Sometimes when I’m feeling mellow I can’t help but reflect on the good moments in my life, on the things that make my heart sing. Being an actor, and a patron of the arts, theater is high among the list of things that energize my existence.
And there is a performing arts company in town called Mo’olelo (story in Hawaiian) that is dedicated to staging dramas that inspire us, no matter our ethnicity or creed or what we believe, to seek and embrace ways to respect each other for who we all are: human beings.
They are dedicated to such ideals in every play, going about it in a community-focused, socially-conscious way, seeking always to provide significant roles for actors of color and to allow the company to serve communities that are traditionally under-served in American theater. I especially appreciate that they visit classrooms to ignite students’ imaginations and prepare them for theater-going experiences before they see the plays. That’s walking the talk to me.
They’ve got a doozy of a human story to tell soon: Hoodoo Love, a play that’s infused with blues music. I got to sit in on the session when the actors first met and read the play and theater goers are in for a treat.
This work of art by Katori Hall, according to Seema Sueko, Executive Artistic Director and Producer of the play, is an achingly human folktale in the tradition of Zora Neale Hurston. It vividly captures the rhythms and emotions inherent in the history of the time, the Great Depression, in Memphis, Tennessee, the playwright’s home city, through a deeply intimate and personal story of love, jealousy and magic.
Based on what I heard that night this story teller can really weave a tale and that hasn’t gone unnoticed in that she’s the first Black American woman to win the highest honor in British Theatre, the Olivier Award for Best New Play. Her drama was originally produced at The Cherry Lane Theatre in New York in 2007 and it takes an audience into the world of Toulou, a young woman who has escaped her family and the Delta cotton fields to pursue her dream of becoming a Blues singer. She falls for Ace of Spades, a rambling blues man, and whips up a potion of hoodoo magic to win his love. But when her past catches up with her in the form of her brother, Jib, the magic backfires and she has to fight her way to a new path to her dream.
How human. Don’t we all have to redirect our paths, every now and then, to what we most desire in the world?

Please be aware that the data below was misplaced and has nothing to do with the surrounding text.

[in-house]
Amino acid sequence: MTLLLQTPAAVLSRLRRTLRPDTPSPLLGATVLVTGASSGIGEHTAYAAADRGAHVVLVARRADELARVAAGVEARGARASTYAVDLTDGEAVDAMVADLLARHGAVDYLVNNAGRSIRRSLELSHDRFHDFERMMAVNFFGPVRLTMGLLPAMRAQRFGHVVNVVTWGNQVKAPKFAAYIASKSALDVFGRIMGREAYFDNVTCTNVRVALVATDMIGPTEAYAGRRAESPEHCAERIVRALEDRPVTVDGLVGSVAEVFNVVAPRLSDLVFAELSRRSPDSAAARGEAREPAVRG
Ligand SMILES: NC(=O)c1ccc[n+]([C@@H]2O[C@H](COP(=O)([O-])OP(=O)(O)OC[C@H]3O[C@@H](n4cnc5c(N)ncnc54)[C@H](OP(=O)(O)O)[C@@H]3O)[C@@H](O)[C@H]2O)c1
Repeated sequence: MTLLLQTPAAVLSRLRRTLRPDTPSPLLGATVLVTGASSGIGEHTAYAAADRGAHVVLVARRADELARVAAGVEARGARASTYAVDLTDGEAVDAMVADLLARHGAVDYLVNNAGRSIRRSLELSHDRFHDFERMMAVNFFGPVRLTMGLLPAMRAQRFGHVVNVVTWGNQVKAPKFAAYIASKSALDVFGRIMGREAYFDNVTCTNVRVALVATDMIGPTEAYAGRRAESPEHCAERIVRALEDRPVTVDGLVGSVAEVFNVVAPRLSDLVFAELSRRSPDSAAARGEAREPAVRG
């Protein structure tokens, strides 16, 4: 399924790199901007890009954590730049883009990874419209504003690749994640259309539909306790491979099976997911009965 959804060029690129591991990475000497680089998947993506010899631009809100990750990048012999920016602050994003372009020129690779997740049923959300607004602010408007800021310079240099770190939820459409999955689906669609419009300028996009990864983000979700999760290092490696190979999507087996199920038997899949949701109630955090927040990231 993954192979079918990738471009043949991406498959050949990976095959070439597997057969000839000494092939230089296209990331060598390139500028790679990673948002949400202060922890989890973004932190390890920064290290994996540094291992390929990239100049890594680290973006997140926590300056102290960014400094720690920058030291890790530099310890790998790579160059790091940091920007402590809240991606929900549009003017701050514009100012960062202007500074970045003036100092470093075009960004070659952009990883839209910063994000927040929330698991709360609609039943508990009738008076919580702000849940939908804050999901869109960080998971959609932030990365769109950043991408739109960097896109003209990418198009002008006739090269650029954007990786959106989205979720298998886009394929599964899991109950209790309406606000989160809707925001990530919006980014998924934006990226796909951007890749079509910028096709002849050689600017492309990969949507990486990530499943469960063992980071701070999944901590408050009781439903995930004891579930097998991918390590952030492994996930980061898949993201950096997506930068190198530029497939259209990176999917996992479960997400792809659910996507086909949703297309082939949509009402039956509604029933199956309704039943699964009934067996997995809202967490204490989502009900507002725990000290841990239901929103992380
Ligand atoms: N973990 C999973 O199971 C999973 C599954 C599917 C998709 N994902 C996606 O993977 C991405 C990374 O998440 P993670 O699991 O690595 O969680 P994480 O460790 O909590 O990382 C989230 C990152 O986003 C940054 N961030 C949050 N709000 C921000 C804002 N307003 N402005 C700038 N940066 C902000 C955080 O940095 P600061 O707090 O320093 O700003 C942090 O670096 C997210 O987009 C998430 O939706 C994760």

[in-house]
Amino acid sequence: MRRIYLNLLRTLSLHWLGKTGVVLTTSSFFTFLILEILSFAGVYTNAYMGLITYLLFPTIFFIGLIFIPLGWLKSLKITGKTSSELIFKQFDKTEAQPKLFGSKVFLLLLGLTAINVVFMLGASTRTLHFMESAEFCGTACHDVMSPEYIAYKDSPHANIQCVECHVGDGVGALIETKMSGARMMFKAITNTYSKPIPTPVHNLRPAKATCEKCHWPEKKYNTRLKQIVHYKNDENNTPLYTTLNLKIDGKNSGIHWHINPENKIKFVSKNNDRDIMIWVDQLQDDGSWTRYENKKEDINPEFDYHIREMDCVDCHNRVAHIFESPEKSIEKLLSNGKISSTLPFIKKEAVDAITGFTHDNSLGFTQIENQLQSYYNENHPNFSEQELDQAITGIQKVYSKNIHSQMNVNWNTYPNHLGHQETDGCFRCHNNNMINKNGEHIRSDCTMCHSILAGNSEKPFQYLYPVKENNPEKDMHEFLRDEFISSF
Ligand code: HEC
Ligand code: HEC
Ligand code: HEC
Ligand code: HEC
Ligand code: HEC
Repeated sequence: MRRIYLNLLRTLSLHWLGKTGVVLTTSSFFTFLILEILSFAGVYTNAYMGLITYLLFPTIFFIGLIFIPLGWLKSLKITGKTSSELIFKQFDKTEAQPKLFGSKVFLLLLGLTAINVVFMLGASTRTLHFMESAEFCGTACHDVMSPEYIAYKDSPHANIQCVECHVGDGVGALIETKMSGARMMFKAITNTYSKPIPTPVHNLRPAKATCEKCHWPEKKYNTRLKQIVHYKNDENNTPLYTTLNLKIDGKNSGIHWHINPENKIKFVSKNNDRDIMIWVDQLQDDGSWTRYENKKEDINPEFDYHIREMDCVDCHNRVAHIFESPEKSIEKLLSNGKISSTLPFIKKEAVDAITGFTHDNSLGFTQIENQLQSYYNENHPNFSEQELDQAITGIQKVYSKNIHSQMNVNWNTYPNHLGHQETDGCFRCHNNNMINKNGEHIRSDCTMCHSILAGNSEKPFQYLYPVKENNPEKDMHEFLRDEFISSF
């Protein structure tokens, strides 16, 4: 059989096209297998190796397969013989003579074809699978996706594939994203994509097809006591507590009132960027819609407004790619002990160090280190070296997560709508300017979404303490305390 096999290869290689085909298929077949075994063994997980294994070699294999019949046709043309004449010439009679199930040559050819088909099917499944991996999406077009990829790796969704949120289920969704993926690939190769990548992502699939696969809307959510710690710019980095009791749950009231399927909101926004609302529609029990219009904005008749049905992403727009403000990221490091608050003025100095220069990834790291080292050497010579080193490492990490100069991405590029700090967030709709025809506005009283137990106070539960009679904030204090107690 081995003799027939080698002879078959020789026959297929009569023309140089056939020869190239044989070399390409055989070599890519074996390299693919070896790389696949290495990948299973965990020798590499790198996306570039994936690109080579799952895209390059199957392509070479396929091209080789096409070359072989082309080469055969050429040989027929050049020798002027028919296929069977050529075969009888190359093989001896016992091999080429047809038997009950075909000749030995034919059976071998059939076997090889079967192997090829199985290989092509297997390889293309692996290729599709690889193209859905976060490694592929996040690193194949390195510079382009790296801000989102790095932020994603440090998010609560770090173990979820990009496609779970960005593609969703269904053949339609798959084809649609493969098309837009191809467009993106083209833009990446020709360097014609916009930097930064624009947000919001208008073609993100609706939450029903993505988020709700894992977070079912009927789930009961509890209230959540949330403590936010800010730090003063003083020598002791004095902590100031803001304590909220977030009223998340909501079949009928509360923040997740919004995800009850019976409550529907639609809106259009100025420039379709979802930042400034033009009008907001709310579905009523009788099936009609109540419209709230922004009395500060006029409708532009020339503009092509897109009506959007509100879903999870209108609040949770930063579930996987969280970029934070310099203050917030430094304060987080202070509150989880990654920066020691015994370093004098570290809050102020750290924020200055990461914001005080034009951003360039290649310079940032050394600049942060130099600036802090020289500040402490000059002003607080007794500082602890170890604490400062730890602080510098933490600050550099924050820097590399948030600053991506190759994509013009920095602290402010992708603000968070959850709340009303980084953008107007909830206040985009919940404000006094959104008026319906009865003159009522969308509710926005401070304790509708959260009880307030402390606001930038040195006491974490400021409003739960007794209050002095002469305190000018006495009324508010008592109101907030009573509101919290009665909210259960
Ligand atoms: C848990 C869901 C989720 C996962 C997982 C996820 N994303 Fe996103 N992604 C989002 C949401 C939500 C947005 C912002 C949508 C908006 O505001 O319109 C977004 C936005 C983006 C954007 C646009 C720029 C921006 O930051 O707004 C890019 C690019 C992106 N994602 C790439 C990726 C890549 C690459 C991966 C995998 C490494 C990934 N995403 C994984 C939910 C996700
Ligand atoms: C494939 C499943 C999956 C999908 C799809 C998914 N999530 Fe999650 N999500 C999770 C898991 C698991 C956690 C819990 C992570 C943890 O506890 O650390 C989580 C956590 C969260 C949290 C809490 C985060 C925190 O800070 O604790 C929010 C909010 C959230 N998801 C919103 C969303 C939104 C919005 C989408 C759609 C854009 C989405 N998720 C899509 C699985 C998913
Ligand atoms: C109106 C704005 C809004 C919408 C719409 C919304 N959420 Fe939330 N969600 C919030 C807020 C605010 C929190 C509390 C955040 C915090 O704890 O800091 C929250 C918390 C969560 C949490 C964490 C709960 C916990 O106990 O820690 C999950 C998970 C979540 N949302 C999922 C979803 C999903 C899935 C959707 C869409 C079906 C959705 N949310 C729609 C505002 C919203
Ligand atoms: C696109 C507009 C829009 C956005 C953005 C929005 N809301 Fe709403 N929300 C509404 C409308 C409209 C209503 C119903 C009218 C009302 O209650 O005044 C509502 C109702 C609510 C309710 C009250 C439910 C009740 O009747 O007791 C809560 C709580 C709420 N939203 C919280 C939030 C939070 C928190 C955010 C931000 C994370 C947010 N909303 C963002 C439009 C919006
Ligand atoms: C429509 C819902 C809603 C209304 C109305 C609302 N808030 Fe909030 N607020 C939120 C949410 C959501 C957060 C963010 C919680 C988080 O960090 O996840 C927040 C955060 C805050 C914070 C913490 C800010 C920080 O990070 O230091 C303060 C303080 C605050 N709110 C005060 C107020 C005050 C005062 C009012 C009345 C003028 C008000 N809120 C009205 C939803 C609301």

The actors are more than up for the task of taking us on this journey: San Diego’s own own award-winning actor and Executive Director of Common Ground Theatre, Monique Gaffney, portrays the CandyLady, the Hoodoo Madame of Beale Street; Jasmine Hughes takes on the role of Toulou; Broadway veteran Stu James plays the notorious Ace of Spades; Kirkady Myers breathes life into Toulou’s born -again Christian missionary brother, Jib.
Nataki Garrett, Associate Dean of the School of Theater at California Institute of the Arts and Co-Artistic Director of Blank-the-Dog Productions in Los Angeles will direct the play.
I feel mellow just thinking how grand it would be if, particularly, people who haven’t experienced a Mo’olelo play dropped in to see this talented ensemble weave their magic on stage. I just know they’ll walk away, as I have from the plays of theirs I’ve seen, feeling that they’re contributing to a positive force in our community, a theater company dedicated to bringing our diverse communities together so we can learn from each other. The very entertaining of such thoughts makes my heart sing.
The particulars for HOODOO LOVE:
WHEN: June 7 – July 1, 2012
Previews: June 7, 8, 9, 14 at 8:00 PM, June 10 at 2:00 PM, June 13 at 7:00 PM
Press Opening Night: June 15 at 8:00 PM
Regular Performances: June 16, 20, 21, 22, 23, 27, 28, 29, 30 at 8:00 PM, June 17, 24, July 1 at 2:00 PM
WHERE: The 10th Avenue Theatre, 930 10th Avenue, San Diego, CA 92101
TICKET & INFORMATION: www.moolelo.net, 619-342-7395
Previews: $15 – $20
Press Opening Performance and Party: $30 – $40
All other performances: $22 – $30